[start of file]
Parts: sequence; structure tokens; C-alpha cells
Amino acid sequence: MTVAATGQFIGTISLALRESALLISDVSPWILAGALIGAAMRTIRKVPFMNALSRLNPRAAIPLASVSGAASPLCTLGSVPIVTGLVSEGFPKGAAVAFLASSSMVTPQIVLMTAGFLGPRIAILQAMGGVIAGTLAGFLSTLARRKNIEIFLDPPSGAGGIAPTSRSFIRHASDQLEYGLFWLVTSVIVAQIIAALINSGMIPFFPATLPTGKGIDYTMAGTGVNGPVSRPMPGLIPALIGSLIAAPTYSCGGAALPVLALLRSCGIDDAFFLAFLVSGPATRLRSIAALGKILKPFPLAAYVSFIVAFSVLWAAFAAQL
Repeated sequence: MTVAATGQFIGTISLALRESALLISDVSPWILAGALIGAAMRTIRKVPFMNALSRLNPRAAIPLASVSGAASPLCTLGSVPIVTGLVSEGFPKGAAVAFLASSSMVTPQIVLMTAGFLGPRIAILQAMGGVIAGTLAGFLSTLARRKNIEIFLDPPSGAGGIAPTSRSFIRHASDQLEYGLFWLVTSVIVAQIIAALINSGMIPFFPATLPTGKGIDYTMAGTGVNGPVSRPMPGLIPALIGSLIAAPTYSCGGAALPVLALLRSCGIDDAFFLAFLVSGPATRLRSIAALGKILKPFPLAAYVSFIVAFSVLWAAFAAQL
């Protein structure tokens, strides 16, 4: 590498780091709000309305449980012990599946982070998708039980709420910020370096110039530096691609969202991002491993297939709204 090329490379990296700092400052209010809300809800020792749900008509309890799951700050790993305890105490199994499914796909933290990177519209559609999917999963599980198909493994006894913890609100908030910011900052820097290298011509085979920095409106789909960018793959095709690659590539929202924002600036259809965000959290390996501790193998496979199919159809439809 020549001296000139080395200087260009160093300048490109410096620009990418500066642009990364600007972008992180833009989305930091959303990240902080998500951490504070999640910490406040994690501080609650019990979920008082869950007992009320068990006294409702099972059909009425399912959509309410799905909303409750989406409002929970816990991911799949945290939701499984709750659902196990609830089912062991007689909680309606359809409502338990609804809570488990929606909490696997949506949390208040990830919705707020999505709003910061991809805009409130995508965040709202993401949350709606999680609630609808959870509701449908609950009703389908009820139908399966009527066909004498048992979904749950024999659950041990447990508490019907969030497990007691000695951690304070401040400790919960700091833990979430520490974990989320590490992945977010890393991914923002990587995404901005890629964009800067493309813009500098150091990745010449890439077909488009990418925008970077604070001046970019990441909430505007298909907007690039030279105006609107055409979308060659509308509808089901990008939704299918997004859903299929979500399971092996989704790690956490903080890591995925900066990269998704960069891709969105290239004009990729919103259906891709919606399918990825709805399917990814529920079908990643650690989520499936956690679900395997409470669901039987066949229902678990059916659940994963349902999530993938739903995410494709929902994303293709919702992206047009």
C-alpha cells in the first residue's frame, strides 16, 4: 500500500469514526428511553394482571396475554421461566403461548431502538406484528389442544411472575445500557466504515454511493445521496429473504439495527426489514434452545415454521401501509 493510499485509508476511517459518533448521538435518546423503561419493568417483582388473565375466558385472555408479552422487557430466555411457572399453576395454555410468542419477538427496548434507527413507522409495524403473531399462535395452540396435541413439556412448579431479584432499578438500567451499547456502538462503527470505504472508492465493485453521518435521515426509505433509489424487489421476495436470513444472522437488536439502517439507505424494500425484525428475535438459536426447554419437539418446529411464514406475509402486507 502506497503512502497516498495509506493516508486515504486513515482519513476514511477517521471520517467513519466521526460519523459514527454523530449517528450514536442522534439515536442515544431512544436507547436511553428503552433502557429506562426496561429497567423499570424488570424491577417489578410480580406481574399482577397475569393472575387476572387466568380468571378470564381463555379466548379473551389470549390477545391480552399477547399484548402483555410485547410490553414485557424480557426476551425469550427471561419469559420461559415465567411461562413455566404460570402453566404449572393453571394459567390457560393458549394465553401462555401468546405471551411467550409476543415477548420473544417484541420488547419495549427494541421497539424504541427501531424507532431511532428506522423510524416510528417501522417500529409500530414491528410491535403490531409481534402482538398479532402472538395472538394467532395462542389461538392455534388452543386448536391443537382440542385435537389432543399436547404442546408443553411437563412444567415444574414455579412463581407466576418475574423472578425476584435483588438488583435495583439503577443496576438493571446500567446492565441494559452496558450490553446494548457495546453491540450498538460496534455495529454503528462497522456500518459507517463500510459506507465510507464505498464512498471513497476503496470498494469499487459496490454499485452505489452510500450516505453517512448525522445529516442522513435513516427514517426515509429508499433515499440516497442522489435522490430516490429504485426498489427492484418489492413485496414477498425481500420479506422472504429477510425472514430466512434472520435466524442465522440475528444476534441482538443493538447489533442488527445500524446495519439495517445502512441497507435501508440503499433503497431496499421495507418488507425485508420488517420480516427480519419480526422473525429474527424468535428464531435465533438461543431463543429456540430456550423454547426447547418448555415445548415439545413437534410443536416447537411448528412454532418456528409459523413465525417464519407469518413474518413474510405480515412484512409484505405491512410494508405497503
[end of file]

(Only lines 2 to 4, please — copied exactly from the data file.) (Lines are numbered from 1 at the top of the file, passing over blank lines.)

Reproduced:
Amino acid sequence: MTVAATGQFIGTISLALRESALLISDVSPWILAGALIGAAMRTIRKVPFMNALSRLNPRAAIPLASVSGAASPLCTLGSVPIVTGLVSEGFPKGAAVAFLASSSMVTPQIVLMTAGFLGPRIAILQAMGGVIAGTLAGFLSTLARRKNIEIFLDPPSGAGGIAPTSRSFIRHASDQLEYGLFWLVTSVIVAQIIAALINSGMIPFFPATLPTGKGIDYTMAGTGVNGPVSRPMPGLIPALIGSLIAAPTYSCGGAALPVLALLRSCGIDDAFFLAFLVSGPATRLRSIAALGKILKPFPLAAYVSFIVAFSVLWAAFAAQL
Repeated sequence: MTVAATGQFIGTISLALRESALLISDVSPWILAGALIGAAMRTIRKVPFMNALSRLNPRAAIPLASVSGAASPLCTLGSVPIVTGLVSEGFPKGAAVAFLASSSMVTPQIVLMTAGFLGPRIAILQAMGGVIAGTLAGFLSTLARRKNIEIFLDPPSGAGGIAPTSRSFIRHASDQLEYGLFWLVTSVIVAQIIAALINSGMIPFFPATLPTGKGIDYTMAGTGVNGPVSRPMPGLIPALIGSLIAAPTYSCGGAALPVLALLRSCGIDDAFFLAFLVSGPATRLRSIAALGKILKPFPLAAYVSFIVAFSVLWAAFAAQL
């Protein structure tokens, strides 16, 4: 590498780091709000309305449980012990599946982070998708039980709420910020370096110039530096691609969202991002491993297939709204 090329490379990296700092400052209010809300809800020792749900008509309890799951700050790993305890105490199994499914796909933290990177519209559609999917999963599980198909493994006894913890609100908030910011900052820097290298011509085979920095409106789909960018793959095709690659590539929202924002600036259809965000959290390996501790193998496979199919159809439809 020549001296000139080395200087260009160093300048490109410096620009990418500066642009990364600007972008992180833009989305930091959303990240902080998500951490504070999640910490406040994690501080609650019990979920008082869950007992009320068990006294409702099972059909009425399912959509309410799905909303409750989406409002929970816990991911799949945290939701499984709750659902196990609830089912062991007689909680309606359809409502338990609804809570488990929606909490696997949506949390208040990830919705707020999505709003910061991809805009409130995508965040709202993401949350709606999680609630609808959870509701449908609950009703389908009820139908399966009527066909004498048992979904749950024999659950041990447990508490019907969030497990007691000695951690304070401040400790919960700091833990979430520490974990989320590490992945977010890393991914923002990587995404901005890629964009800067493309813009500098150091990745010449890439077909488009990418925008970077604070001046970019990441909430505007298909907007690039030279105006609107055409979308060659509308509808089901990008939704299918997004859903299929979500399971092996989704790690956490903080890591995925900066990269998704960069891709969105290239004009990729919103259906891709919606399918990825709805399917990814529920079908990643650690989520499936956690679900395997409470669901039987066949229902678990059916659940994963349902999530993938739903995410494709929902994303293709919702992206047009």